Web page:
Roshanara, creator of the eponymous brand, born under the sign of travel and encounters, followed the thread of her intuitions, but everything was perhaps already there for the one who grew up with a Pakistani diplomat father and a mother Belgian-Latvian textile artist.

 Through her father's posts, she discovered the richness of the souks and the beauty of the desert in Egypt, naive art in Yugoslavia, the rich artisanal heritage of Lebanon, the beginnings of Street Art in New York... And always and everywhere, the fabrics her mother collected and hand-dyed to create patchwork textile landscapes.

In 1998, during a first stay in Pakistan, Roshanara made a new discovery: the creative and unsuspected wealth of the artisans of this little-known country, at the confluence of its neighboring countries: India, China, Afghanistan and Iran. For the woman whose first name means source of light, it was unthinkable to leave these discoveries in the shadows.

One year later, the ROSHANARA Paris brand was launched.


Associated with a small family workshop in Pakistan, ROSHANARA Paris transforms wool, cotton, moiré velvet or silk organza into luxurious stoles, scarves and shawls. Collections of hand-embroidered bohemian-chic pareos and caftans will quickly be added.

A trip to Jaipur, India, led to a second partnership with a family traditional textile printing workshop, expert in “screen print” and “block print”. The workshop creates fabrics with exclusive and poetic patterns for the brand, now featured in its ready-to-wear collections in cotton voile, cotton velvet, wool, linen and silk.

Success was achieved at the Who's Next and Première Classe trade shows in Paris and at the Pure trade show in London, for these “fabrics in the colors of the times” and orders from prestigious brands poured in: Le Bon Marché, Le Printemps, Franck & Son, Fenwick, Jigsaw, Club Med, Calypso Saint Barth, Heidi Klein


More than 20 years after the launch of its brand, ROSHANARA Paris still collaborates with the two workshops from its beginnings, which have become unconditional partners and friends. Thanks to its lasting relationships, the brand participates in the preservation of these small family workshops that create jobs that are always paid at a fair price, but also in the preservation of an artisanal heritage.

Also, embroidery units established in a rural region of Pakistan offer women working in the fields the possibility of one-off employment, a source of additional income for them and their families, and in particular making it possible to send girls to school.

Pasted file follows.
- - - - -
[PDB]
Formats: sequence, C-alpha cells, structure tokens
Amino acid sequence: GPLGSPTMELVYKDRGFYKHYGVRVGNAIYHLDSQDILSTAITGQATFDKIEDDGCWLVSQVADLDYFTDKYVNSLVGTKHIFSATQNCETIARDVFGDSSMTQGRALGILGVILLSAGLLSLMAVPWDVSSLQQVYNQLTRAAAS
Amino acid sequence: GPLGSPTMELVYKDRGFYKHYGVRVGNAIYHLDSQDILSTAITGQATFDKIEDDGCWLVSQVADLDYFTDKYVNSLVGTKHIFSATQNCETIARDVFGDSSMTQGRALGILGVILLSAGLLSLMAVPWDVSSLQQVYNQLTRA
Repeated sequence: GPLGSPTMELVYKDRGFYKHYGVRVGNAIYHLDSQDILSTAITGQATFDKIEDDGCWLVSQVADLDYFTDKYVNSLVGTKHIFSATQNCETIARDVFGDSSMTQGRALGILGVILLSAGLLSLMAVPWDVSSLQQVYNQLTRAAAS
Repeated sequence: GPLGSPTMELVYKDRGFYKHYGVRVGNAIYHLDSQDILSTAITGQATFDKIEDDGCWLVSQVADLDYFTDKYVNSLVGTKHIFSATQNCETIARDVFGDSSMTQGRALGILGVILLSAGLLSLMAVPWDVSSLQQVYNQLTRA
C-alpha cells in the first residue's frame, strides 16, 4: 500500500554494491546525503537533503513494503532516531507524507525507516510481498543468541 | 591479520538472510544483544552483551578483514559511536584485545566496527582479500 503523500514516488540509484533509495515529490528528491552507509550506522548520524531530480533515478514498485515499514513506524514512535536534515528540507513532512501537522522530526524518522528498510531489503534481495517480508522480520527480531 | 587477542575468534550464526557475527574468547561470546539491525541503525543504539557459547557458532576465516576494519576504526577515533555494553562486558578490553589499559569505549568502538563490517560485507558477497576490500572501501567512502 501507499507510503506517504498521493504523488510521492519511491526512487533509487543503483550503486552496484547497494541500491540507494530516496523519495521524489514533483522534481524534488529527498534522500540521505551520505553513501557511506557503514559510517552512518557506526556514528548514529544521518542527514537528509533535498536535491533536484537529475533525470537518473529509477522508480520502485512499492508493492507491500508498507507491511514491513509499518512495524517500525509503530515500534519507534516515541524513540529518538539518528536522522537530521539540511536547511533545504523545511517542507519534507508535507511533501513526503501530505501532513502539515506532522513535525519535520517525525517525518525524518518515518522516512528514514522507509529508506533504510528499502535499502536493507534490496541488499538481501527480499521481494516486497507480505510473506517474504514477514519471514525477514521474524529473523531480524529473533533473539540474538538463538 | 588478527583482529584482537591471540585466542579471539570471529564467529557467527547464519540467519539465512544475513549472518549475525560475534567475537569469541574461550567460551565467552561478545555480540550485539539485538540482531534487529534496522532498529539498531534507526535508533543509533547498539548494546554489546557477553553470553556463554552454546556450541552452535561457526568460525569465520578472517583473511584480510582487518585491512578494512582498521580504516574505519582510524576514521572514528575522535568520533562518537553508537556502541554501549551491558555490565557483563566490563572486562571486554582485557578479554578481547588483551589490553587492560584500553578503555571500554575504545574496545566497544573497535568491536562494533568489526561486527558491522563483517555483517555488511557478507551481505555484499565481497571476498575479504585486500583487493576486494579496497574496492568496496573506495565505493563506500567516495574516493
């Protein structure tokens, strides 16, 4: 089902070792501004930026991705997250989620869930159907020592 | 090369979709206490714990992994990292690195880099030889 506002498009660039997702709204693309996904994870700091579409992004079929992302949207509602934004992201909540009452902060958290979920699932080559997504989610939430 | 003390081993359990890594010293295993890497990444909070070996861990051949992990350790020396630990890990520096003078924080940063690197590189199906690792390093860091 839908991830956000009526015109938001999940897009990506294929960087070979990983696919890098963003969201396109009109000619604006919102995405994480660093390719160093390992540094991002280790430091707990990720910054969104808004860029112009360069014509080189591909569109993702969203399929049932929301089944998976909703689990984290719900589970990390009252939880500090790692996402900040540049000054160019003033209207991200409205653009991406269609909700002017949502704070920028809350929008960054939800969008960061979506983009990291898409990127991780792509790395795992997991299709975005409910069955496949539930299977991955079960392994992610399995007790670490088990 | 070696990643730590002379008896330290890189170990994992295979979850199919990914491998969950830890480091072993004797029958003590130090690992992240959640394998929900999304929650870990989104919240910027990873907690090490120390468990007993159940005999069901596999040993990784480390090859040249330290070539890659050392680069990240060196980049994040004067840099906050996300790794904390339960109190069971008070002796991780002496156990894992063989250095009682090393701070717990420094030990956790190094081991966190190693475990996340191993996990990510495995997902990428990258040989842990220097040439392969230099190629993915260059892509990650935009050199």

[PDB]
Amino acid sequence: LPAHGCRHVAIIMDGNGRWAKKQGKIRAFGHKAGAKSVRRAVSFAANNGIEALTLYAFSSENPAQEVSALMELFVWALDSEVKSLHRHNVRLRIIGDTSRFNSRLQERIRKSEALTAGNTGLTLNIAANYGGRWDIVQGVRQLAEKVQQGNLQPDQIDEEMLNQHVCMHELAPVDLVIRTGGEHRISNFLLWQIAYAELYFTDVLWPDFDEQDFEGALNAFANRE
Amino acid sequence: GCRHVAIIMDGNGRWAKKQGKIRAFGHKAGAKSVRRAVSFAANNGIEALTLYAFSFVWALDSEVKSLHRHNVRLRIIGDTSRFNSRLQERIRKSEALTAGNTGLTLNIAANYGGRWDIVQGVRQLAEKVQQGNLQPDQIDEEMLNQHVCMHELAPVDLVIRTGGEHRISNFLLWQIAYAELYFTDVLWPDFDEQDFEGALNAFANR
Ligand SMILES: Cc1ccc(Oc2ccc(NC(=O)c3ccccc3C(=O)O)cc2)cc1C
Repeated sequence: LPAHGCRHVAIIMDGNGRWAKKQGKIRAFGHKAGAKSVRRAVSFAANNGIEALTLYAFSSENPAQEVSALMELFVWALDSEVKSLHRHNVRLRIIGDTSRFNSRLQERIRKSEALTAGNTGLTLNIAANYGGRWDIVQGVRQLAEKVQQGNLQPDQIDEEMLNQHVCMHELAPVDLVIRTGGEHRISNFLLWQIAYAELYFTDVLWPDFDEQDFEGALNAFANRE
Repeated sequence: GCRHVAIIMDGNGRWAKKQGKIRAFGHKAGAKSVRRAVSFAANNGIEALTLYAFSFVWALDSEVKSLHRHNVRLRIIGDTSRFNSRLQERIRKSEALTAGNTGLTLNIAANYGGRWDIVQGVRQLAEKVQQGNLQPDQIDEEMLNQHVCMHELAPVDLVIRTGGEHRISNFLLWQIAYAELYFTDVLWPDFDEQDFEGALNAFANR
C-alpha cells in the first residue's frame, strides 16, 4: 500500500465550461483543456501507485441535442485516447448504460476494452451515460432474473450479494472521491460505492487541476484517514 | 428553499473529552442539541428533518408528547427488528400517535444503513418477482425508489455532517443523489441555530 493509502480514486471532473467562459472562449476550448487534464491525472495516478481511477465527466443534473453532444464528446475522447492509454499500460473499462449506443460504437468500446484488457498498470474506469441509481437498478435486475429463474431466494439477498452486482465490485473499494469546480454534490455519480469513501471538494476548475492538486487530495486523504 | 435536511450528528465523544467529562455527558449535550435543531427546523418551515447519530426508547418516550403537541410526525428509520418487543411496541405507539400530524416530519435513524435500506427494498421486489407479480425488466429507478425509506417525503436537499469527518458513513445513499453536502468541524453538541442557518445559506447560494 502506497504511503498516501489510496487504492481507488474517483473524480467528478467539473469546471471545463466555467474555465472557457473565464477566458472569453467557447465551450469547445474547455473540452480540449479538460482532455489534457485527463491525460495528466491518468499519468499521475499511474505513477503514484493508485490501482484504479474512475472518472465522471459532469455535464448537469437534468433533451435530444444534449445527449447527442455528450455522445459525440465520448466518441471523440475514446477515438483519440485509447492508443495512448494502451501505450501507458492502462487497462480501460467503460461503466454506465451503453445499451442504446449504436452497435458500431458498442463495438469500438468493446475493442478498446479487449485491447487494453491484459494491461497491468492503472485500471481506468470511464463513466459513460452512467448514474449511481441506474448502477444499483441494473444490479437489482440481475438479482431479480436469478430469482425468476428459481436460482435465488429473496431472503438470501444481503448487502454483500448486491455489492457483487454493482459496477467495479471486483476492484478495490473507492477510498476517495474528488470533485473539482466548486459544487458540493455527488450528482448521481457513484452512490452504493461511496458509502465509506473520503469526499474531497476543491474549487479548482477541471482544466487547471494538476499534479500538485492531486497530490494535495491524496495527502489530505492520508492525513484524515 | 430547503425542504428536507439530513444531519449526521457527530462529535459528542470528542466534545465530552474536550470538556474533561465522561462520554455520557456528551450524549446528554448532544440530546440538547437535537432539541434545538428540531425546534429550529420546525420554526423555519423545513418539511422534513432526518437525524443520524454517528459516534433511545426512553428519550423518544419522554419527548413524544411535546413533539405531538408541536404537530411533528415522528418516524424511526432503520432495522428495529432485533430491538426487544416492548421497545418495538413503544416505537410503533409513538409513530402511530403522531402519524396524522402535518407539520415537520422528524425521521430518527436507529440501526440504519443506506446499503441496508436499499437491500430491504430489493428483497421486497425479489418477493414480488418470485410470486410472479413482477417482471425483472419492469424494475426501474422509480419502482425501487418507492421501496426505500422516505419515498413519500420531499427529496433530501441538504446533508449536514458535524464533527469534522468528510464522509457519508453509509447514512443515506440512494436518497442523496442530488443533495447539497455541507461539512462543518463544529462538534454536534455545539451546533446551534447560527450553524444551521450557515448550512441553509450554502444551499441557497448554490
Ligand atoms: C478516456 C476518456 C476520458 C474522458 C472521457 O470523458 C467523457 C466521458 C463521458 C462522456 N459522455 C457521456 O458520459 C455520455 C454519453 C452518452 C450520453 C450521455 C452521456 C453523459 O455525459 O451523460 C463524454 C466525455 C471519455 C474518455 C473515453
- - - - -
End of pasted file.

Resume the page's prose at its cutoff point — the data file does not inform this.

A commitment to which the designer is particularly keen. the creator of the brand.


 Sensitive to the environmental impact of fashion, ROSHANARA Paris is committed to reasoned creation, freed from notions of seasonality. The brand thus offers a second life to the stock of its previous collections and reworks them according to the inspiration of the moment. To encourage upcycling , items are packaged in fabric scraps from the collections.

Favoring what already exists before initiating new productions makes it possible to reduce the environmental impact by offering capsule collections in small series.

ROSHANARA Paris thus reconnects with the luxury of rarity and invites us to surround ourselves with lovingly chosen items, made with respect for artisans and the planet.


Whether woven, dyed, printed or hand embroidered, fabrics have defined the ROSHANARA Paris fashion and home collections since its beginnings and have become its signature.

Thanks to the passion and talent of the artisans, each piece tells us the story of a patient and skillful gesture inherited from generation to generation: weaving, dyeing, block-printing, screen-printing, embroidery...

Thus, on each pareo, a Sheesha embroidery, where the artisan embroiders fragments of mirrors on the fabric, requires 15 hours of work. It takes 30 hours for the Kaseehda technique from Kashmir where the artisan uses thick threads and inlays of natural stones or mirrors to create organic patterns.

For the silk organza stoles in moiré tones, the threads are first dyed by hand for 2 to 3 days, then woven on traditional looms. The artisan weaves around 5 to 6 meters per day.

The plain items are dyed individually and give each one an aged appearance with a trendy vintage spirit, while it is with traditional block-print or screen-print techniques that the artisans create the exclusive textile patterns of the brand.

Why do we continue to work with India and Pakistan?

- Out of loyalty to the two family workshops with which we launched the brand,

- To help preserve and promote rich local craftsmanship,

- To promote the development of rural communities and the empowerment of women by offering them fair remuneration which allows them to send their daughters to school.

- Because we believe in an open world where cultures enrich each other.


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